Christian faith speaks to another Father and Son, and the Holy Spirit that binds all together in the great mystery that is the Trinity. Let’s look at Jesus. He is called the prince of peace. In naming him, his father must have certainly desired him to be such a leader. Jesus is the obedient son. He spends years in service and ministry, seeking to bring about his Father’s kingdom. And this leads to his death - a murder on a tree. Spear mark in his side. Hung between heaven and earth.

And in this death, God the Father doesn’t just weep for his son as David wept, “Oh my son, my son, my son,” but God also becomes the one who literally shares in that death. David’s words, “Would that I had died instead of you" are made manifest in the mystery of the Trinity. God's lament for humankind, for you and for me, is embodied and embraced in the suffering love of Jesus, who hung between heaven and earth...bridging the agony of earth with the glory of heaven. So although we are like Absalom...we are the rebellious children...the Father loves us so profoundly that he sends his innocent son, in fact he becomes the innocent one. We are not left hanging between heaven and earth, but we are instead gently lifted into the embrace of heaven. The words “Would that I had died instead of you” take on flesh in Christ. And yet God’s heart still breaks on the cross. The refrain of God’s lament washes over us, because he does not leave us to suffer on our own, but enters into our suffering. Joins us in death. God’s promise was not that our suffering would be removed, or even explained. God’s promise is that our suffering would be met with his presence.

God is not only with us when we grieve...God knows the suffering of death because God experienced it. And in Christ, God knows death first hand. At the death of your spouse, your mom, your young child, your dear friend...Christ dies with them. Even though they die...and they do die...they will live again, because Christ does not leave them in the grave – they will rise with him. There is no longer unending never-ness, hopelessness, and irretrievable loss. God retrieves the loss. God’s heart breaks with us and for us, and he tenderly gathers us in our grief. We are held in the arms of God’s suffering love.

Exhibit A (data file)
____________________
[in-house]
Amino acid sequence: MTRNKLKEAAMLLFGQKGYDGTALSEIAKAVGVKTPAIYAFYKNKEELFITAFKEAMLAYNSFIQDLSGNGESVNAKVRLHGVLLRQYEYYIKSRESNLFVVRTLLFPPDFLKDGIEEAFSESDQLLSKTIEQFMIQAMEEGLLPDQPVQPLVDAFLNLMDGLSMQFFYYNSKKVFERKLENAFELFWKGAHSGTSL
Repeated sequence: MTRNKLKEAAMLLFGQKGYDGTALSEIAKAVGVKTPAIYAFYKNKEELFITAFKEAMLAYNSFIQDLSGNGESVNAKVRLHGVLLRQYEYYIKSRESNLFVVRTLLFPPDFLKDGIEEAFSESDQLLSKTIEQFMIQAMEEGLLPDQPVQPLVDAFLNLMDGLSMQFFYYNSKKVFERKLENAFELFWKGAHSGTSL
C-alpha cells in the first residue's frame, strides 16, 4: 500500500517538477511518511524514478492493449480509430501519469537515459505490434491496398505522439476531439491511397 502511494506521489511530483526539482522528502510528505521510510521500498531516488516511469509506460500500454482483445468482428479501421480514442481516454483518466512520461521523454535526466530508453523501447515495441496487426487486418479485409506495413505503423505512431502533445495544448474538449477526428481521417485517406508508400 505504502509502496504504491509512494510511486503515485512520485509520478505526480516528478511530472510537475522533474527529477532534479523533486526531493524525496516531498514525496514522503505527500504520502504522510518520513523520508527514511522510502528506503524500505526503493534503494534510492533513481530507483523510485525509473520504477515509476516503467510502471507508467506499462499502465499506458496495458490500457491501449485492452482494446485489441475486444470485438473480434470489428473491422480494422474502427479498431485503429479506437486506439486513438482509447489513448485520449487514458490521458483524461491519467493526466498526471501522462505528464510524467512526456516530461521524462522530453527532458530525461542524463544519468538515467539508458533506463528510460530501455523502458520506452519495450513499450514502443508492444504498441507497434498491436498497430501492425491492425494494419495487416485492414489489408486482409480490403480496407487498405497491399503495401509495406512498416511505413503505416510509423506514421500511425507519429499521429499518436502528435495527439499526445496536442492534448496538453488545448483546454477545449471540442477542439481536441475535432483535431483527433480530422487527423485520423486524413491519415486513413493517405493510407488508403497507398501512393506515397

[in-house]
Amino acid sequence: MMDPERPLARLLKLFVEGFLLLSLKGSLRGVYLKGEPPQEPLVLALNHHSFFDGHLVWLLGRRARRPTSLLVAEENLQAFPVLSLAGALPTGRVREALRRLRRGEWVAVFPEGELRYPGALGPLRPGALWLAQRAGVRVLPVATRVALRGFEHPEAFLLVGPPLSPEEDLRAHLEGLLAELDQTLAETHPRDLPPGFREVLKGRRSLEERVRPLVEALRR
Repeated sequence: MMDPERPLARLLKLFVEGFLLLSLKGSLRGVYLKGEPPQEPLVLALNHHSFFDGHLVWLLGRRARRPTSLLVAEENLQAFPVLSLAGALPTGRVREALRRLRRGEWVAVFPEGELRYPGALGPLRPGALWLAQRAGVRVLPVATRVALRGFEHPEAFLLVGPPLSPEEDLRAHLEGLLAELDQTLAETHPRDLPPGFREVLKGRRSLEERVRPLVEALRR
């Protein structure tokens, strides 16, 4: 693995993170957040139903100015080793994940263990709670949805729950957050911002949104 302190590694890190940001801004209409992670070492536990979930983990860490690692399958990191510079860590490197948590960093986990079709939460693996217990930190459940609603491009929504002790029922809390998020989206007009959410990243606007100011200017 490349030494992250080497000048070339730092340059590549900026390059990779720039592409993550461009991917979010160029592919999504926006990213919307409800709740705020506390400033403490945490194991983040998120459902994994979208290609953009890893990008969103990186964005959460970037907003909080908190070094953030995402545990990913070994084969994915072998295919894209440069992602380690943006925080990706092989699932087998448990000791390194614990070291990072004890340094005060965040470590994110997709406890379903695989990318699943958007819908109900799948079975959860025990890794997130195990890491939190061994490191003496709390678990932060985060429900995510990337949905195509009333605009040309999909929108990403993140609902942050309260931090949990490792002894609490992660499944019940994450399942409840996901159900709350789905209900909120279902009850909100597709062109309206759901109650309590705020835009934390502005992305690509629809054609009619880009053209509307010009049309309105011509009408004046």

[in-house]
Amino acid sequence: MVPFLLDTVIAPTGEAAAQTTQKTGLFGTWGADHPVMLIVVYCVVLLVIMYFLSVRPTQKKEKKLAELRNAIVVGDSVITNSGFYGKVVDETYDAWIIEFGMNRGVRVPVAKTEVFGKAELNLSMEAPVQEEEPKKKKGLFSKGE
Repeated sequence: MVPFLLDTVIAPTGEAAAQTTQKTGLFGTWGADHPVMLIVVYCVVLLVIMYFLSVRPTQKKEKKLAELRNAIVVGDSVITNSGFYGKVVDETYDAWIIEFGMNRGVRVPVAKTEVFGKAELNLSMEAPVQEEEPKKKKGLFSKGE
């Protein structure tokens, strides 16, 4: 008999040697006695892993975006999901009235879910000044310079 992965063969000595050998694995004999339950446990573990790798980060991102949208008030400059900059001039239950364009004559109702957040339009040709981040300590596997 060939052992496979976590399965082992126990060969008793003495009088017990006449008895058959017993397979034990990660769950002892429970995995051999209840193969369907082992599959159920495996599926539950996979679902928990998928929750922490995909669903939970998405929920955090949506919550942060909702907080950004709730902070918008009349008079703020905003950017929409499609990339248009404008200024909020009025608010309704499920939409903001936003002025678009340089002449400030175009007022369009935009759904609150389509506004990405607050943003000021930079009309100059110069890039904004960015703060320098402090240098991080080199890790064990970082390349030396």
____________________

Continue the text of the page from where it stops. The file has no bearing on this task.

I think back to the couple on Easter morning. I think of their courage to place themselves in the center of exuberant joy when their hearts were overcome with loss. I find myself wondering how they did it. But I wonder if it is only in the midst of terrifying loss that we can fully appreciate the promise and hope of resurrection. I wonder if they came because they needed to be reminded that their overwhelming loss would be met by God’s overwhelming love. Their tears signified their honest lament before God. And God’s tears mingled with theirs. But tears are not the end of the story. God is the end of the story. A chorus of angels is singing. The cymbals and trumpets are sounding. God is with them and holds them close to his heart. The time is coming when God will wipe every tear from your eyes. Death will be no more; mourning and crying and pain will be no more. The time is coming when we who die will be held in the arms of a God who knows our suffering and our death, and whose love has overcome them both. Amen.

 

1 Nicholas Wolterstorff, Lament for a Son, 26. I am indebted to this slim and poignant book, about the author’s own loss of his son, for contributing to many of the reflections on grief as I prepared this sermon.